Punctuality Rules!

MM: Show, Don’t Tell


It’s one of the cardinal rules for writing, though you hear it more with fiction than non-fiction. (It applies to both, though.)

Show, Don’t Tell.

Instead of saying,

“He was nice to small children and animals.”

You write,

“As he dashed out the door to put out the fire, he paused to pat the toddler on the head and scratch the dog behind the ears.”

Instead of saying,

“We’re offering great deals!”

You write,

“Buy now and we’ll pay for a European vacation for you and your dozen closest friends!”

Instead of saying,

“The teenager was bored.”

You write,

“Charlie flipped through his pile of video games, dashing them to the floor in disgust, before flinging himself to the couch in despair.”

Instead of saying,

“This is the best tool you’ll ever buy!”

You write,

“This tool not only fixes computers, it will save your marriage, create world peace, and save the environment, all for the low, low price of $19.95.”

Instead of saying,

“Her dress was tacky and cheap.”

You write,

“Her dress was avocado green polyester that had to be a leftover from the 1970s, and the way it clashed with her “Autumn Sunrise” hair made us long for the sunglasses we’d left at the rest stop.”

You get the idea, right?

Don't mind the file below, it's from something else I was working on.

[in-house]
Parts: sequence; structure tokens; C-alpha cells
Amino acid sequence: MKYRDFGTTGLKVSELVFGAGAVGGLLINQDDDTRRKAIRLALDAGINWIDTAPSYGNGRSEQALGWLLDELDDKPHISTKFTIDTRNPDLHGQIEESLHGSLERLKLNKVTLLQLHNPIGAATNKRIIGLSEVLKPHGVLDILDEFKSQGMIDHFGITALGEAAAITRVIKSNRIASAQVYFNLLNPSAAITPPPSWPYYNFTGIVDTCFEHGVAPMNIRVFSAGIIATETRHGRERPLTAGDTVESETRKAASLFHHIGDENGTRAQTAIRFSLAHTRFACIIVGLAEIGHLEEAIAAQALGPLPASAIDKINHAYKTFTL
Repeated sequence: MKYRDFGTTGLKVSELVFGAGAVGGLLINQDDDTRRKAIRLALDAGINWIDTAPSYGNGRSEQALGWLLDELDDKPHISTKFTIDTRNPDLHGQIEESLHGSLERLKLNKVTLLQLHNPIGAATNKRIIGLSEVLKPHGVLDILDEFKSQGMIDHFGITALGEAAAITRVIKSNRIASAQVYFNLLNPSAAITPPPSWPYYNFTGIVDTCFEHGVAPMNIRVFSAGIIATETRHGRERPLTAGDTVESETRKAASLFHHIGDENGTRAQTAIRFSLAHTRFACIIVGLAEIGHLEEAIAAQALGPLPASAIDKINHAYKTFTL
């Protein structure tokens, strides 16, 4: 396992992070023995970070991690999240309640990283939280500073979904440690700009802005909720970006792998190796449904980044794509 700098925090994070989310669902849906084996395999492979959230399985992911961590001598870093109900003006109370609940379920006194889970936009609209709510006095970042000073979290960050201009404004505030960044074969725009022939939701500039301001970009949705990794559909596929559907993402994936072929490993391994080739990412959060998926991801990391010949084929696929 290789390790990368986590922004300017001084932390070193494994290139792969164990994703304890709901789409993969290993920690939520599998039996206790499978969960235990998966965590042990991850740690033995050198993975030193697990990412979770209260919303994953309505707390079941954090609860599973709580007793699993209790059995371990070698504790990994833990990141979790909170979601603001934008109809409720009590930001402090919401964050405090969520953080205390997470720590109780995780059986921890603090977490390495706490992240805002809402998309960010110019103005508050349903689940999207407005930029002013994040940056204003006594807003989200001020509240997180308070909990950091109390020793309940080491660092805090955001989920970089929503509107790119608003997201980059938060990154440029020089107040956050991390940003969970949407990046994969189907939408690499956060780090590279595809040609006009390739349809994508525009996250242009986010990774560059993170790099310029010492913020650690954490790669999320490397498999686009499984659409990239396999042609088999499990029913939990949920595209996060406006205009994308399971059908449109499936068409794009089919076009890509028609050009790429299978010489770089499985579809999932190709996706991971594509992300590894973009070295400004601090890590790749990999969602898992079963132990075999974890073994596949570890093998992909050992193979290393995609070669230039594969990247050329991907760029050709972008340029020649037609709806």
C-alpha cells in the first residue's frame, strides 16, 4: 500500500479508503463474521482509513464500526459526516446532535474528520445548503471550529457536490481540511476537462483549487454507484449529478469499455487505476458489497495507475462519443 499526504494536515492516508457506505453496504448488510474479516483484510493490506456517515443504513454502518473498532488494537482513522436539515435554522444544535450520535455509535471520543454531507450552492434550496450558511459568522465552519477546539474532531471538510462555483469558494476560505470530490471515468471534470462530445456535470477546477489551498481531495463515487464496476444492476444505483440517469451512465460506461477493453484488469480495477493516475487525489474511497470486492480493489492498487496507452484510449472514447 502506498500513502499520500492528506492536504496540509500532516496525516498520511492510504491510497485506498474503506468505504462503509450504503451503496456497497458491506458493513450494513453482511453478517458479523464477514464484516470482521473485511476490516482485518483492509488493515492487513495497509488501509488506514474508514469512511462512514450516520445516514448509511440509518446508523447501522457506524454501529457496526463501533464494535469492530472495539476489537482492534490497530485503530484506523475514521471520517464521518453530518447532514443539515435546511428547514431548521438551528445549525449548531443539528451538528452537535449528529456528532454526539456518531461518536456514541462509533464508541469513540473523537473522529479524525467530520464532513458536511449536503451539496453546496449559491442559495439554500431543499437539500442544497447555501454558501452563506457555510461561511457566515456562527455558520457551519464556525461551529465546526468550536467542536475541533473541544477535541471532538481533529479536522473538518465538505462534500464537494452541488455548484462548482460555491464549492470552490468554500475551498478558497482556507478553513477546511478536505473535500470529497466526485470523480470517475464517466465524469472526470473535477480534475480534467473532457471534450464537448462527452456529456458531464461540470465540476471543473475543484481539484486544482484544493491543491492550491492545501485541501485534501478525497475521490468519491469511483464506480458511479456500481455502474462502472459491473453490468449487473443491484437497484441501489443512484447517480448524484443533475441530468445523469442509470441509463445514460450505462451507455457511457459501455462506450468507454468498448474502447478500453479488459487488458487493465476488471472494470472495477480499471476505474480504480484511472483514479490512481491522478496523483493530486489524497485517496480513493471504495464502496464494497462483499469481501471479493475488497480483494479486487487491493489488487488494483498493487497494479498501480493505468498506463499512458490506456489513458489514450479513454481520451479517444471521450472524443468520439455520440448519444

Good writing is a voyage of discovery.

You want your reader to discover the man is good to children because the reader sees it, not because you told them.

Really, it’s more fun for everybody that way.

9 thoughts on “MM: Show, Don’t Tell

  1. --Deb

    That’s because it’s such an EASY trap to fall into. I don’t know what it says about us writers, that this is something we just never seem to learn. We keep making the same mistakes over and over again. (Though, thankfully, this is what proof-reading is for, so the mistakes aren’t necessarily permanent.)
    .-= –Deb´s last blog ..MM: Show, Don’t Tell =-.

  2. Jeanne Dininni

    I know what you mean, Deb! Just wrote a few Word Sell posts (for later posting) that required examples, and they can be tough to write. Yours were quite creative, though! Really enjoyed them!

  3. --Deb Post author

    Laziness for sure, and yes, eagerness to get through the “boring” parts and to good stuff. But mostly, I think it’s because that’s the way we TALK. When you’re telling a story, you might say something like “The fog was as thick as a man with a concussion trying to learn calculus” but mostly, you’re going to say, “It was foggy, and…”

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  5. Pingback: Good Writing is About Discovery